Other council business

The Lovell Town Council had a busy but productive meeting for the regular October council meeting last Tuesday at town hall.

Following a brief public hearing regarding a resolution passed later in the agenda, the council honored Lovell High School senior Ireeann Anderson for her service to the town. Anderson recently undertook a project to paint the caboose at Caboose Park at Seventh and Great Western in Lovell.

Anderson had noticed that the caboose was looking worn out and got a group together to paint the caboose.

Town administrator Nebel said he appreciated Anderson’s project, noting, “Probably three groups had contacted me in recent years about painting it, and no one ever committed or finished it.”

Mayor Tom Newman presented Anderson with a certificate of appreciation.

Rodeo club

Charis Bischoff addressed the council regarding the agreement between the town and the Lovell Rodeo Club, noting that the club has requested an agreement similar to the town’s agreement with the Foster Gulch Golf Course and stating that the club is working to obtain the necessary insurance.

Nebel said town attorney Rolin is reviewing the agreement, and the council can also work with the rodeo club during a work meeting.

Budget resolution

With no comments made during the earlier public hearing, the council passed Resolution 2023-2, which provides for the reallocation of budgeted funds within the general fund for the 2023-24 fiscal year. The reallocation fixes a typographical error in the electricity budget for the sewer fund, which read $1,600 and should have read $16,000.

The resolution increases the electricity budget by $14,400 to fix that error and adds $1,300 for building cleaning and maintenance in the police department budget, $5,000 for equipment maintenance in the streets department budget and $1,500 for equipment purchase in the administration department budget.

Engineer Willie Bridges of Pryor Mountain Engineering was in attendance October 10 as the council proceeds with Phase II of the Constitution Park project, with Pryor Mountain having been selected as the firm to plan and oversee the project. Nebel said that, after negotiating with Bridges, the firm will bill the town on an hourly basis with the final cost not to exceed the budgets amount for engineering, $39,000.

Nebel said the name of the project must remain “Constitution Park” due to already existing grant documents, even though the council returned the name of the park to Armory Park. He said bid documents should be ready by this winter for construction next spring and summer.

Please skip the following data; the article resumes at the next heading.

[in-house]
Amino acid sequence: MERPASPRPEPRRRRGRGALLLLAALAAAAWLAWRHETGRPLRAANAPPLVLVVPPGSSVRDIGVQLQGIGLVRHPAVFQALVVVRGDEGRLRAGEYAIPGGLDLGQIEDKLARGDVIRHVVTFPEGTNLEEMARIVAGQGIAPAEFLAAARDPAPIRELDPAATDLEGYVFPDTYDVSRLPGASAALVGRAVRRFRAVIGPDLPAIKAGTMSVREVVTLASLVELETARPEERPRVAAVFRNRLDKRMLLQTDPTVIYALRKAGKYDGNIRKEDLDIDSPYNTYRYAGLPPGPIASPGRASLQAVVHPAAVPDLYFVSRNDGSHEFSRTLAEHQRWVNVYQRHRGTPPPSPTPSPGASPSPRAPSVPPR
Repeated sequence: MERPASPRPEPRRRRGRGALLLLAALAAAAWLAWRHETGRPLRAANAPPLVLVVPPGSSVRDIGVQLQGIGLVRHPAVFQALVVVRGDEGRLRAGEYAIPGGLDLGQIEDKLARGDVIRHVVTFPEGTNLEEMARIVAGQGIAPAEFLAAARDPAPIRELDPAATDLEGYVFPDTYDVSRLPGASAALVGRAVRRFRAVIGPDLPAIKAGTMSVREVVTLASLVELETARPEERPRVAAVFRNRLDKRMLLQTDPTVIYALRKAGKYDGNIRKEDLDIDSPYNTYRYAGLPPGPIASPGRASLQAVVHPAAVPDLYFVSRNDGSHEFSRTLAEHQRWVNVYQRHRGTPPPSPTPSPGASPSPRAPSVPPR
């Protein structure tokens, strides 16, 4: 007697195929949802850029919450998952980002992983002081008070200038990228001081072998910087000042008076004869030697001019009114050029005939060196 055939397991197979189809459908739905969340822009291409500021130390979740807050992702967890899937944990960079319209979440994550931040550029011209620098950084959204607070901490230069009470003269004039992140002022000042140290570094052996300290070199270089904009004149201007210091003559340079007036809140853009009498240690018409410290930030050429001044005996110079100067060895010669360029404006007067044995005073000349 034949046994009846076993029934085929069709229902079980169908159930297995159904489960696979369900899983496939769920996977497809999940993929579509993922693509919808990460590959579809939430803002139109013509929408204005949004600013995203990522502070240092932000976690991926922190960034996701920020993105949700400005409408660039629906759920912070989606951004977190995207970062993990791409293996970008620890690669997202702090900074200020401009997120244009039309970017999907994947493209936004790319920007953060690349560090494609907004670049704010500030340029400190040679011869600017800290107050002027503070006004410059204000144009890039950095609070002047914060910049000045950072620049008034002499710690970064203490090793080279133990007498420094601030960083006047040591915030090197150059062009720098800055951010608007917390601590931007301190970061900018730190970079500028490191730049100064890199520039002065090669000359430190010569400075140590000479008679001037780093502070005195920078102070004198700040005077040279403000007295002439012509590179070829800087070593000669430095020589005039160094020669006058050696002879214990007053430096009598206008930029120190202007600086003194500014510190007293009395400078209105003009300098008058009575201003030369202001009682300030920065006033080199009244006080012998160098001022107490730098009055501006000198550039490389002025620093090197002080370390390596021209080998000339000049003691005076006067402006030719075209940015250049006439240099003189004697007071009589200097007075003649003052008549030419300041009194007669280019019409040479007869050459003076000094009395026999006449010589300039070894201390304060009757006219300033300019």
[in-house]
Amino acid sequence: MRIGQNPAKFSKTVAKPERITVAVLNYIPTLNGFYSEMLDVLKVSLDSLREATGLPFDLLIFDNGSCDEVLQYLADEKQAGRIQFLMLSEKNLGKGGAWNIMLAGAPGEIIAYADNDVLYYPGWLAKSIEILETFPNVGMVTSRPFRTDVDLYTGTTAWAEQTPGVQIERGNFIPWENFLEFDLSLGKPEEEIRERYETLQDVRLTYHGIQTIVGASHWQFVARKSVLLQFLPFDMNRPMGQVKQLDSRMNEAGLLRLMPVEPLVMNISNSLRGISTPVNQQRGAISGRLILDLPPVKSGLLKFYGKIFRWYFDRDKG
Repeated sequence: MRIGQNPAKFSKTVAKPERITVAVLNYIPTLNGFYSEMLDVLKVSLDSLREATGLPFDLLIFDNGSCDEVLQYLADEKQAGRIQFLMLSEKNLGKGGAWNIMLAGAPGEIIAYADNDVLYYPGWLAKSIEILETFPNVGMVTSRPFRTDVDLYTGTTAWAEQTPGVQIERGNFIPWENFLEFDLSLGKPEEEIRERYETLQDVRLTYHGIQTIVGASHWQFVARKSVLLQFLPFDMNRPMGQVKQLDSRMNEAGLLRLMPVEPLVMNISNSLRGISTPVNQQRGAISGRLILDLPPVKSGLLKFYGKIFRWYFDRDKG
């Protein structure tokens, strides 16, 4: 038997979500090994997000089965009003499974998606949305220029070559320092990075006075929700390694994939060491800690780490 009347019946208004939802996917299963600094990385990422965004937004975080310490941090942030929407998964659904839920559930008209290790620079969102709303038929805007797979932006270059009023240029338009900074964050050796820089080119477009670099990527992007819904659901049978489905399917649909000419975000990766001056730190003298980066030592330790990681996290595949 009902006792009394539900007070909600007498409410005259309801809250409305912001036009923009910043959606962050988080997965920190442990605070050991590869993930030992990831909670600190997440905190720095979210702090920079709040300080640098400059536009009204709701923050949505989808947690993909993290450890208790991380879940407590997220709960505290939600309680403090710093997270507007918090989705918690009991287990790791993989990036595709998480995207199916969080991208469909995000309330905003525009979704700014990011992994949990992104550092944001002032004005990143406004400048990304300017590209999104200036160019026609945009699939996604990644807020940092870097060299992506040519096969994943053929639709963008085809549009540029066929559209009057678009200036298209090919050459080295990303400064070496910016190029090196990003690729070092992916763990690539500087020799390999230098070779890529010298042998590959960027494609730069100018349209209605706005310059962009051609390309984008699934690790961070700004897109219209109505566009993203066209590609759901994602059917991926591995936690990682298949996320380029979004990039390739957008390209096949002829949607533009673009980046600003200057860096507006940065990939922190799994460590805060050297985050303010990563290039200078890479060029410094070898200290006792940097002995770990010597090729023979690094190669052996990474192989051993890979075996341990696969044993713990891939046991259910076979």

In other items October 10:

• Engineer Jeff Barron of Sheridan from WWC Engineering addressed the council to talk about his firm, which he said has a lot of experience in civil engineering including multiple projects with municipalities. He said WWC has offices in Sheridan, Casper and Laramie, plus three Montana communities and is “very interested in the Town of Lovell,” noting that he recently completed a capital improvement plan in Greybull and has worked with Nebel on handling American Rescue Plan Act funds.

• Mayor Newman appointed HK Click as deputy building inspector, and the council voted to approve the appointment.

• The council voted to approve an agreement with Consentus Technology for a server upgrade for the town’s government accounting software. The current system is out of date by the end of the month, not allowing for future Caselle software updates. The council voted to approve the upgrade with a five-year warranty for $14,899.

• Nebel said he is working to get MOUs in place for working with Big Horn County on dispatching services and expects the agreements to be in place by the November meeting to allow redundancy in case a dispatch center goes down. He said he would like to see a joint powers board be formed to regulate 911 funds that come in.

• The council voted to hire Kodiak Pest and Lawn take over pest control at the community center.

• Nebel reported a request from the Lovell Area Chamber of Commerce to support the Lovell Main Street Mingle on Saturday, Nov. 18, by purchasing cookies and hot chocolate for $200. The council agreed to once again support the Mingle.

• Nebel presented a letter from the Wyoming Department of Revenue informing the council that, due to an error in taxing a major company and the need to rebate the tax money, municipalities are being asked to turn back some money previously received. Lovell must return $29,823 over the next three months.

• The council agreed to have the town send a letter of agreement to Big Horn County for an amended plat for the Pryor View Subdivision. The council also voted to approve a minor subdivision at 892 Jersey, contingent upon approval by the town planning and zoning commission.